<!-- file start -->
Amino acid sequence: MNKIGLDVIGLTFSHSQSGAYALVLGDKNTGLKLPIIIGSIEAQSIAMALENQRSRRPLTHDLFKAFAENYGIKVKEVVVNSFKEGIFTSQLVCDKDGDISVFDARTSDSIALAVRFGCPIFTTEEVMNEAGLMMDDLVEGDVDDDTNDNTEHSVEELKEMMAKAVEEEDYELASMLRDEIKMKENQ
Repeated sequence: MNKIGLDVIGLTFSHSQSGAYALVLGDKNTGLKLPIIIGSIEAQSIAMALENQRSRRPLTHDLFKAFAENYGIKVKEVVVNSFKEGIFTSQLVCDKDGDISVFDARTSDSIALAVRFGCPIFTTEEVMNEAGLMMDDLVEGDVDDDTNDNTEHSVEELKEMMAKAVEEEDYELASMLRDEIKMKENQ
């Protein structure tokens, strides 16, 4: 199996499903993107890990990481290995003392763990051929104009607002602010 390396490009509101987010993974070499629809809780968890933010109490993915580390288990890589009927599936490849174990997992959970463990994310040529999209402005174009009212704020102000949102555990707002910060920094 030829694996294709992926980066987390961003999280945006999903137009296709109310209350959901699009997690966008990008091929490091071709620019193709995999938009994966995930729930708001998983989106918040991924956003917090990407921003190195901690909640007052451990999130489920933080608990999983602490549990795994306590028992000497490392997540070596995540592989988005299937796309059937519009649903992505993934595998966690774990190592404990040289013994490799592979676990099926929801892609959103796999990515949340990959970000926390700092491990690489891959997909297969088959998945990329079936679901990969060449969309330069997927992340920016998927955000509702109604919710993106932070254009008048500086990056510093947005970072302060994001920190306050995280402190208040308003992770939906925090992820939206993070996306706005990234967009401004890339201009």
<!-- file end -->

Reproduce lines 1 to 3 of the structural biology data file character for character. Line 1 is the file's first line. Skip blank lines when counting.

Amino acid sequence: MNKIGLDVIGLTFSHSQSGAYALVLGDKNTGLKLPIIIGSIEAQSIAMALENQRSRRPLTHDLFKAFAENYGIKVKEVVVNSFKEGIFTSQLVCDKDGDISVFDARTSDSIALAVRFGCPIFTTEEVMNEAGLMMDDLVEGDVDDDTNDNTEHSVEELKEMMAKAVEEEDYELASMLRDEIKMKENQ
Repeated sequence: MNKIGLDVIGLTFSHSQSGAYALVLGDKNTGLKLPIIIGSIEAQSIAMALENQRSRRPLTHDLFKAFAENYGIKVKEVVVNSFKEGIFTSQLVCDKDGDISVFDARTSDSIALAVRFGCPIFTTEEVMNEAGLMMDDLVEGDVDDDTNDNTEHSVEELKEMMAKAVEEEDYELASMLRDEIKMKENQ
């Protein structure tokens, strides 16, 4: 199996499903993107890990990481290995003392763990051929104009607002602010 390396490009509101987010993974070499629809809780968890933010109490993915580390288990890589009927599936490849174990997992959970463990994310040529999209402005174009009212704020102000949102555990707002910060920094 030829694996294709992926980066987390961003999280945006999903137009296709109310209350959901699009997690966008990008091929490091071709620019193709995999938009994966995930729930708001998983989106918040991924956003917090990407921003190195901690909640007052451990999130489920933080608990999983602490549990795994306590028992000497490392997540070596995540592989988005299937796309059937519009649903992505993934595998966690774990190592404990040289013994490799592979676990099926929801892609959103796999990515949340990959970000926390700092491990690489891959997909297969088959998945990329079936679901990969060449969309330069997927992340920016998927955000509702109604919710993106932070254009008048500086990056510093947005970072302060994001920190306050995280402190208040308003992770939906925090992820939206993070996306706005990234967009401004890339201009």